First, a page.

Private credit – A safe bet in troubled times

November 29, 2022

The ongoing challenges to the global economy has already shifted the risk expectations of investors. The Cliffwater Direct Lending index comprising direct-origin middle-market loans returned 0.5% in the second quarter, weighed down as it was by unrealized losses of 1.5%. However, this isn’t all bad news, given that private credits with floating rates may stand to benefit from higher short-term interest rates. The downside though is that these investments could lose value if companies run into fresh financial troubles.

A report by Fidelity International describes1 private equity as a possible defensive option for 2023 as global economies brace for recession. Their structural features and relative strength would help investors navigate high volatility in other asset classes through the floating rate structures that generate higher incomes in what promises to be a rising rate environment. However, the fact remains that high inflation and a squeeze on money supply would test the skills of private equity managers over the next twelve months.


The numbers tell a story

Through the first week of November, 116 private credit funds closed at $140.1 billion as against 306 funds raising a record $228.8 billion during the whole of 2021. Direct lending was the most popular, accounting for 46.5% in 2021 compared to just 1% in 2006. Through January-June this year, total assets under management fell 3.1% to $1.3 trillion, of which private credit funds held close to $425 billion, as against $451 billion at the end of last year. Internal rates of return dropped to 0.6% in the first quarter, as per data collected by PitchBook, as against 3.2% in the fourth quarter of 2021. The decline was palpable as The Morningstar LSTA US Leveraged Loan index lost 0.1% in the first quarter, its first negative return since Q1 of 2020. Over the first ten months of 2022, the number stood at 2.3%.


However, in spite of these numbers, the fact remains that private credit continues to account for a larger piece of the institutional markets’ asset allocation, albeit at marginally lower returns.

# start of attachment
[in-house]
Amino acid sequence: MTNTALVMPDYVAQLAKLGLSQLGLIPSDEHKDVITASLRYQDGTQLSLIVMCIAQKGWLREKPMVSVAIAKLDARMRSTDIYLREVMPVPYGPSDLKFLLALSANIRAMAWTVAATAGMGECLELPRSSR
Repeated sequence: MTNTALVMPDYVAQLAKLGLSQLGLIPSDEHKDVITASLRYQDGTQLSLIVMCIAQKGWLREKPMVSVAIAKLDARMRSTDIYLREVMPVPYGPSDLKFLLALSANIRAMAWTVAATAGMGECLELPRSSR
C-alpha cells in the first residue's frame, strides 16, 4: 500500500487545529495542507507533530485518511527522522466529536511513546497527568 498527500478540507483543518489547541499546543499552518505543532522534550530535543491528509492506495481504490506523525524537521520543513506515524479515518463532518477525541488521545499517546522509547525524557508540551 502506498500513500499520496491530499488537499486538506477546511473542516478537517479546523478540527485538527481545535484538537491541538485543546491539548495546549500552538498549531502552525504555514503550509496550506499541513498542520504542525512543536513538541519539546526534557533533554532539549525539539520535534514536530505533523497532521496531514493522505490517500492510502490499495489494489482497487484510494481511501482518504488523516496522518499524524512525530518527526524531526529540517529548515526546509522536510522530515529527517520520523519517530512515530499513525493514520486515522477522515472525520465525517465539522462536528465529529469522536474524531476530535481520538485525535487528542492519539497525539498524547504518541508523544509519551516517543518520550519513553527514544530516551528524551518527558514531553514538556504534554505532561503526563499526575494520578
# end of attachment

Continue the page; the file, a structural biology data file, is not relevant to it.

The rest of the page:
Flexible financing: Aid or Impediment?

Andrew Davies and John Empson, partners and joint heads of private credit at CVC are confident2 of a continued inflow, as institutional investors get more comfortable with the fact that established firms would utilize their expertise and the data in their possession to execute a broader set of investment opportunities. They hold the view that, in the post-Covid era, underwritings found it challenging to support M&A with flexible financing options, a trend that has since accelerated to include mezzanine financing and bridge loans, over and above direct lending.


For example, direct lending can potentially be long-dated and tightly covenanted in the lenders favor, even as the high tenure secured loans continue to benefit from the protection that their positioning at the top of the capital structure offers. Moreover, the asset class itself is positioned defensively, leading into the current market volatility. While default rates across the sector could spike in 2023, they could be limited as compared to public assets, with the pricing weakness likely to be less severe than it was during the last global economic crisis.

Comparatively, mezzanine financing is in a tougher spot as PE firms have chased returns and unitranche lenders in recent times. Many companies offering mezzanine finance have already dropped warrants from their agreements or lowered their return goals. The strategy of combining senior and subordinated debt into a package with a blended rate has moved into the lower middle market, says Joe Burkhart of Saratoga Investment Corp., who believes that such rates make the deal more lucrative. Another challenge to mezzanine debt comes in the wake of PE sponsors deploying a larger share of their capital in the low volume market, making them write large equity checks to close the gap between senior debt and equity. Having said so, the mid and upper-mid market still remains relevant for private credit managers in spite of the broader options available in the large cap universe that has seen robust growth in recent months.


Diversifying to a broader investment portfolio

Given the global volatility across liquid public markets, traditional financing has been limited in its ability to execute. In this scenario, it would make sense for private equity to deploy funds into this broader opportunity. All this points to a trend where capital has flowed into the private markets because institutional investors became comfortable with the established companies that can use their expertise and their networks and data to ensure diligence and execute investments across a broader spectrum. Juxtaposed with the relationships that private equity providers have built over the long term with financial sponsors, management and advisory teams, the opportunity appears compelling in the short term.



End Notes